Our previous studies had confirmed that the essential oil from Zanthoxylum bungeanum Maxim. (Z. bungeanum oil) could effectively enhance the percutaneous permeation of drug molecules as a natural transdermal penetration enhancer. The aim of the present study is to investigate and compare the skin penetration enhancement effect of Z. bungeanum oil and its main components on traditional Chinese medicine (TCM) active components. Toxicities of Z. bungeanum oil and three selected terpene compounds (terpinen-4-ol, 1,8-cineole, and limonene) in epidermal keratinocytes (HaCaT) and dermal fibroblast (CCC-ESF-1) cell lines were measured using an MTT (3-(4,5-dimethylthiazol-2-yl)-2,5-diphenyltetrazolium bromide) assay. Five model drugs in TCM external preparations, namely osthole (OT), tetramethylpyrazine (TMP), ferulic acid (FA), puerarin (PR), and geniposide (GP), which were selected based on their lipophilicity denoted by logK o/w, were tested using in vitro permeation studies in which vertical Franz diffusion cells and rat abdominal skin were employed. The secondary structure changes of skin stratum corneum (SC) and drug thermodynamic activities were investigated to understand their mechanisms of action using Fourier transform infrared (FTIR) spectroscopy and saturation solubility studies, respectively. It was found that Z. bungeanum oil showed lower toxicities in both HaCaT cells and CCC-ESF-1 cells compared with three terpene compounds used alone. The enhancement permeation capacities by all tested agents were in the following increasing order: terpinen-4-ol≈1,8-cineole
PMCID: PMC4228507  PMID: 25367787
Zanthoxylum bungeanum Maxim.; Essential oil; Limonene; Fourier transform infrared (FTIR) spectroscopy; Penetration enhancer; HaCaT
Ethnicity & disease  2013;23(3):310-315.
This research examines the differences in estimated odds of developing diabetes mellitus for white, black, and Mexican-Americans age 51 and over for a period of 11 years.
Design, Setting, and Participants
Longitudinal data came from 14,783 respondents of the Health and Retirement Study (1995–2006) who report being diabetes-free at the first time period. Discrete-time survival models were used to analyze ethnic variations in the probability of developing diabetes.
Main Outcome Measure
Estimated odds of developing diabetes mellitus.
The odds of newly diagnosed diabetes increased between 1995 and 2006, with 11% cumulative incidence for all study participants. The probability of incident diabetes among black Americans was 0.01 during the period of 1995/96–1998, which increased to 0.03 during 1998–2000 and remained at 0.03 throughout subsequent periods, with cumulative incidence over the 11 years at 12%. In contrast, for Mexican-Americans the probability more than doubled from 0.02 in 1995/96–1998 to 0.05 in 2004–2006, with cumulative incidence at 19%. White Americans had 11% cumulative incidence during the 11 year period.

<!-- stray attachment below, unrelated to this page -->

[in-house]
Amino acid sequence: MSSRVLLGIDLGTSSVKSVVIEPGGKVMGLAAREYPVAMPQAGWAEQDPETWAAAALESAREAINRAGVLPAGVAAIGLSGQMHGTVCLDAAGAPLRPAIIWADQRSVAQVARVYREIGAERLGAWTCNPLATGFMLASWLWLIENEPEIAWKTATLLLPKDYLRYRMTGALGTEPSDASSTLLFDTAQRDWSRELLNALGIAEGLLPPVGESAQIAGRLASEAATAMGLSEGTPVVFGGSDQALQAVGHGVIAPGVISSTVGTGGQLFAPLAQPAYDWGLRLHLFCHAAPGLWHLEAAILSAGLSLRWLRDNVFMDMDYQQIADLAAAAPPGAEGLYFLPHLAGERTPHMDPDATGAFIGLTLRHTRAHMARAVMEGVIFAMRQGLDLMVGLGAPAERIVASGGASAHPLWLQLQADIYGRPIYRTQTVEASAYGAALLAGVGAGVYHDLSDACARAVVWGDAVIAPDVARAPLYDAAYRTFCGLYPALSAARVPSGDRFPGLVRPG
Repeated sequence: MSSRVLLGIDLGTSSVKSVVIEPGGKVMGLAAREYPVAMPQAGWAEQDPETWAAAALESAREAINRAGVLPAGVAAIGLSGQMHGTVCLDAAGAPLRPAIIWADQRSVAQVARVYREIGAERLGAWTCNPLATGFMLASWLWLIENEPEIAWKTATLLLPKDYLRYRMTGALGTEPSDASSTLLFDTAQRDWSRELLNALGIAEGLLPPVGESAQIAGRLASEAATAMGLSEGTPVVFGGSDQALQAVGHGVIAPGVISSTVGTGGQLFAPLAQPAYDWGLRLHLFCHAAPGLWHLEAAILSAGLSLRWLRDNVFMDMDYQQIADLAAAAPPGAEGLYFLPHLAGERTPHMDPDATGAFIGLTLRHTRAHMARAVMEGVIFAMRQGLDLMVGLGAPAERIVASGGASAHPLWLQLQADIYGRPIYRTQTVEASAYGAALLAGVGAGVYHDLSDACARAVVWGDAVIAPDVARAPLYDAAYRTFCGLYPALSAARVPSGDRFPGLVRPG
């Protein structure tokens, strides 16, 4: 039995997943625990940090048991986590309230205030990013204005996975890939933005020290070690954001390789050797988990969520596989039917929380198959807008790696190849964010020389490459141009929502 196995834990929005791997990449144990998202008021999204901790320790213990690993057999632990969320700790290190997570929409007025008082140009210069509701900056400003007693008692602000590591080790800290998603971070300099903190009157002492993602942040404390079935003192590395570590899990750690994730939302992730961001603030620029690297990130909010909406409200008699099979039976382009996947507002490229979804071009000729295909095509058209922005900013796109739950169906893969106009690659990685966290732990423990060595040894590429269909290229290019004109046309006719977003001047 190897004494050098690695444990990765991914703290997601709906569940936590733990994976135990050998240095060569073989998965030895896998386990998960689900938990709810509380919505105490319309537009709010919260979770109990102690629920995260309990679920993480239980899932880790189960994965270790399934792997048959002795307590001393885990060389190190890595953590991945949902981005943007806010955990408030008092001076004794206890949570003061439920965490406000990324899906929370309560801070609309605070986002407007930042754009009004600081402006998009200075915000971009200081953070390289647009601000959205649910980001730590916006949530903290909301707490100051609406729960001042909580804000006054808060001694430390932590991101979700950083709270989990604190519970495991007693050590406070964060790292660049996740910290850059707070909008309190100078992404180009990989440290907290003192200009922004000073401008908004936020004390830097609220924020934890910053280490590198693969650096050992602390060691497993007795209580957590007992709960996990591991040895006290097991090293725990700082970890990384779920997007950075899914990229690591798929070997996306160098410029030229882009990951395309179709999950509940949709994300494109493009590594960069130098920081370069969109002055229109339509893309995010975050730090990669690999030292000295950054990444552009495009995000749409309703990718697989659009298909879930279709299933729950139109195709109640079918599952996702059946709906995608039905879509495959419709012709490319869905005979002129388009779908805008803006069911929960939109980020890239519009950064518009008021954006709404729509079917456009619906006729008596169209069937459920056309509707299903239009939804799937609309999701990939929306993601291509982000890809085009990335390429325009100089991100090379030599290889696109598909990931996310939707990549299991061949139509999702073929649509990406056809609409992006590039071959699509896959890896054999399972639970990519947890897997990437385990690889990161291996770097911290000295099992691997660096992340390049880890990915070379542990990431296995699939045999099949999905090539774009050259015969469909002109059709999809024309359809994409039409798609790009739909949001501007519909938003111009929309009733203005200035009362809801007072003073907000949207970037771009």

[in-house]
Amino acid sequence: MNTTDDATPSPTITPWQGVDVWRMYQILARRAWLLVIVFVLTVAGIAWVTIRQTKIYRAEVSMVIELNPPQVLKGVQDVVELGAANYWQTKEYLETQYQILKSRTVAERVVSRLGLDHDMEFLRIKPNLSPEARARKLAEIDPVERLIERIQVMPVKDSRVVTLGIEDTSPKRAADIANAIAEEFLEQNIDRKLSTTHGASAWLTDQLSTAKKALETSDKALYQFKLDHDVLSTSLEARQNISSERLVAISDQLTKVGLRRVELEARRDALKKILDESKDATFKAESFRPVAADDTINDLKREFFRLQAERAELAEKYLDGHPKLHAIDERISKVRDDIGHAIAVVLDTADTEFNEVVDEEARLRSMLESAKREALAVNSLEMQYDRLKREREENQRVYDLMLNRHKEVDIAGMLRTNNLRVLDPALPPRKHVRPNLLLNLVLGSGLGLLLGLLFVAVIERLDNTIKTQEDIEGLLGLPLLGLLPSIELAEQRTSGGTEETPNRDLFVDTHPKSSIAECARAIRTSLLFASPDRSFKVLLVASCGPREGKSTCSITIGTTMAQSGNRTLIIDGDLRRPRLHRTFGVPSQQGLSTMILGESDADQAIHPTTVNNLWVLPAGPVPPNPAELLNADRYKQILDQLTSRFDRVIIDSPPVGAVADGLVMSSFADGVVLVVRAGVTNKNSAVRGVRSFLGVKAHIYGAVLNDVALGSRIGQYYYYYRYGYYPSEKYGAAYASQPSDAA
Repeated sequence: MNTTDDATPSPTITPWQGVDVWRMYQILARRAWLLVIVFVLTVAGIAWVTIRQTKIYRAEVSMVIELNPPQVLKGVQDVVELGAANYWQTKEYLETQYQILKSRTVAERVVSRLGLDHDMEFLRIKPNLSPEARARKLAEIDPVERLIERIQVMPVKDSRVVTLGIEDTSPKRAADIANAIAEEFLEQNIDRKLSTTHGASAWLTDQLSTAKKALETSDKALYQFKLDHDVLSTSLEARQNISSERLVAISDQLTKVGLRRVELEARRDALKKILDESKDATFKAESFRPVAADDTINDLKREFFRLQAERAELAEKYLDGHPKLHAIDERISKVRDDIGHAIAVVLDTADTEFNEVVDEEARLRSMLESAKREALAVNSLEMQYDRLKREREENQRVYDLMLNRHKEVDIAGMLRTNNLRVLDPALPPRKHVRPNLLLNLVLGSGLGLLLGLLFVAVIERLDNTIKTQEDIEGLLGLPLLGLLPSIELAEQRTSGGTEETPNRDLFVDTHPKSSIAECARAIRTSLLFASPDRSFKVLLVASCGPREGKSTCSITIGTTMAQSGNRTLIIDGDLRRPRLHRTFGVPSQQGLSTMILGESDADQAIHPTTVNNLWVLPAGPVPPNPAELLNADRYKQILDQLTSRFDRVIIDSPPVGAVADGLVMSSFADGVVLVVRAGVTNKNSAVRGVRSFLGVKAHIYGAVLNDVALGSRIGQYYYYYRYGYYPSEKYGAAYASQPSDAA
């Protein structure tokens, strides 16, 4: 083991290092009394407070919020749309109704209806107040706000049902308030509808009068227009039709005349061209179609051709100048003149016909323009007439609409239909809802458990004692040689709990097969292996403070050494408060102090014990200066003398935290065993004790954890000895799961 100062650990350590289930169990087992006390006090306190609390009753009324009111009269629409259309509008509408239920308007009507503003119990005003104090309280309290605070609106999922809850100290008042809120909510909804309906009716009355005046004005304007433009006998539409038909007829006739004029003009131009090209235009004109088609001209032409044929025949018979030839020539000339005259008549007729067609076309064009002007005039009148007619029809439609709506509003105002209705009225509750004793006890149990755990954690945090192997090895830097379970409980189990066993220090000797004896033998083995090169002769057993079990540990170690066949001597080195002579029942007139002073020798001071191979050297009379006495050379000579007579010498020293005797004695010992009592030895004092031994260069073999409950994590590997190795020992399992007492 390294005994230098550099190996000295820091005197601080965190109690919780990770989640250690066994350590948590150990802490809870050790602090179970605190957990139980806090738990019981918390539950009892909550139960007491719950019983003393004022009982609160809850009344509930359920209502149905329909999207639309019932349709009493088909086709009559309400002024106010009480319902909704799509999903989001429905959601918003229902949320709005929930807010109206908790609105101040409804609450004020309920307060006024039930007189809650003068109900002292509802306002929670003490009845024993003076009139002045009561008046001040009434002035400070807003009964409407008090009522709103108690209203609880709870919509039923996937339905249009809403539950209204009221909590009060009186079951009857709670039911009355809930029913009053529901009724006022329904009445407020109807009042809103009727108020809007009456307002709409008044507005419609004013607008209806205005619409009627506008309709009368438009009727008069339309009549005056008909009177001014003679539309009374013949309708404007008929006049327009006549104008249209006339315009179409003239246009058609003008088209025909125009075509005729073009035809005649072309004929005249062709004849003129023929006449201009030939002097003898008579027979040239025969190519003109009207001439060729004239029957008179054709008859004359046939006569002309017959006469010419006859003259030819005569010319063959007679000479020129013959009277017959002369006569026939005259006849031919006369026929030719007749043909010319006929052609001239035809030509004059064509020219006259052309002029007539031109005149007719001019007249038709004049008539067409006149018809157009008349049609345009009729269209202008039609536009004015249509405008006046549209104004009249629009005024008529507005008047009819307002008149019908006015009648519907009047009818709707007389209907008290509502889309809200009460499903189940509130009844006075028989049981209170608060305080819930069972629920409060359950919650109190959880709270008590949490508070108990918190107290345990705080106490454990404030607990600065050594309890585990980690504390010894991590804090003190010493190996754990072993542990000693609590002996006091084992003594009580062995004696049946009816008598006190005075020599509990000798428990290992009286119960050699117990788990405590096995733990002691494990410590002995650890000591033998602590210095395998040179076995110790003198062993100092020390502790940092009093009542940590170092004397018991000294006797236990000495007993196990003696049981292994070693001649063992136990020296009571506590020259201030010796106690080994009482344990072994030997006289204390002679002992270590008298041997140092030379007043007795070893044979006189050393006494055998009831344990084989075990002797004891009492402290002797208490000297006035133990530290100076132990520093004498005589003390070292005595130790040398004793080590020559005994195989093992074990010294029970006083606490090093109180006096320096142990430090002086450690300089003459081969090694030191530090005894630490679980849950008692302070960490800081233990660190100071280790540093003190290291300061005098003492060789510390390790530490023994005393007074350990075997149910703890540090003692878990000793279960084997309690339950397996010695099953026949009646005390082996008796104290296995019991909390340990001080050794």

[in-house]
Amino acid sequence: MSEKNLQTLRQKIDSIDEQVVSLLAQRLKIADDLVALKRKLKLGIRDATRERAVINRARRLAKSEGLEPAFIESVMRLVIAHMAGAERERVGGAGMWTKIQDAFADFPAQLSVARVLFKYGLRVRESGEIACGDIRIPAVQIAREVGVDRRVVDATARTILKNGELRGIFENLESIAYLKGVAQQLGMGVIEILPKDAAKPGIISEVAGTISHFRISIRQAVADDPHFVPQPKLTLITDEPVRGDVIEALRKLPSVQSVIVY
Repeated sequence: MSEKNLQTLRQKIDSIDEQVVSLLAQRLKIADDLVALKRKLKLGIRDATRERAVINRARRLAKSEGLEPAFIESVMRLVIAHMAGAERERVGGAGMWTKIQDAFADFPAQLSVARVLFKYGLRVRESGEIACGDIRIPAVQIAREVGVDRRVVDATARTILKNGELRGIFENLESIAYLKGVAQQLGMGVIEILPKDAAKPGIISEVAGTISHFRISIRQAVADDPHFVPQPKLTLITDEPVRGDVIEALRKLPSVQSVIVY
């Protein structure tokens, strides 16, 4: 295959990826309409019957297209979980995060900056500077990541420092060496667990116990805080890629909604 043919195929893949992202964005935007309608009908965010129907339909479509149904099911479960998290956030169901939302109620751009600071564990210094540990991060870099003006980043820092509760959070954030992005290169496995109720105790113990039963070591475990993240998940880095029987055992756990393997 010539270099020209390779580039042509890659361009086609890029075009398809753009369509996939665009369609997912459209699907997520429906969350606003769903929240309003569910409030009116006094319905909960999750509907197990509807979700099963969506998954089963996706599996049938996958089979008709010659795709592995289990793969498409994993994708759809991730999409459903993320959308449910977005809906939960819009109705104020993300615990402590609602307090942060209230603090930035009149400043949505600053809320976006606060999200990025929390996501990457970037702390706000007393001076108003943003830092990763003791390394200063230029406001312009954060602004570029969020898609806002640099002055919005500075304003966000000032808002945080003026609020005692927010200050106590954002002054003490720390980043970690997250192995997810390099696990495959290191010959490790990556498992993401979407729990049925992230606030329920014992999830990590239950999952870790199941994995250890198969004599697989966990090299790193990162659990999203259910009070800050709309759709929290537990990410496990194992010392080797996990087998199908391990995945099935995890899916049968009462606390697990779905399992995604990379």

Relative to white Americans, Mexican-Americans had significantly elevated odds of developing diabetes throughout the 11-year period of observation even after controlling for differences in demographic, socioeconomic, and time-varying health characteristics.
PMCID: PMC4106363  PMID: 23914416
Ethnic differences; diabetes mellitus incidence; discrete-time survival analysis
Ethnicity & disease  2012;22(2):175-180.
This research examines the differences in estimated risk of developing hypertension in whites, blacks, and Mexican-Americans age 50 and over for a period of 11 years.
Design, Setting, and Participants
Data came from 9,259 respondents who reported being hypertension-free at the baseline in the Health and Retirement Study with up to five time intervals (1998-2006). Discrete-time survival models were used to analyze ethnic variations in the probability of developing hypertension.
Main Outcome Measure
Estimated odds of developing hypertension.
The risk of newly diagnosed hypertension increased between 1995 and 2006 for HRS participants over age 50 years. After adjusting for demographic and health status, the probability of incident hypertension among black Americans was 0.10 during the period of 1995/96-1998, which increased steadily to 0.17 in 2004-2006, and cumulative incidence over the 11-year period at 51%. In contrast, among white Americans the risk was 0.07 during 1995/96-1998 and 0.13 in 2004-2006, with cumulative incidence at 43%. For Mexican-Americans, the probability also increased from 0.08 during 1995/96-1998 to 0.14 during 2004-2006, and cumulative incidence at 42%.
Relative to white and Mexican-Americans, black Americans had an elevated risk of incident hypertension throughout the 11-year period of observation. These variations persisted even when differences in health behaviors, socioeconomic status, demographic, and time-varying health characteristics are accounted for.
PMCID: PMC4084710  PMID: 22764639
Ethnic differences; hypertension incidence; discrete-time survival analysis
PLoS ONE  2014;9(7):e100416.
Natural products present in low quantity in herb medicines constitute an important source of chemical diversity. However, the isolation of sufficient amounts of these low abundant constituents for structural modification has been a challenge for several decades and subsequently halts research on the utilization of this important source of chemical entities for drug discovery and development. And, pro-angiogenic therapies are being explored as options to treat cardio-cerebral vascular diseases and wound healing recently. The present study investigates the pro-angiogenic potential of tanshinone derivatives produced by one-pot synthesis using zebrafish model.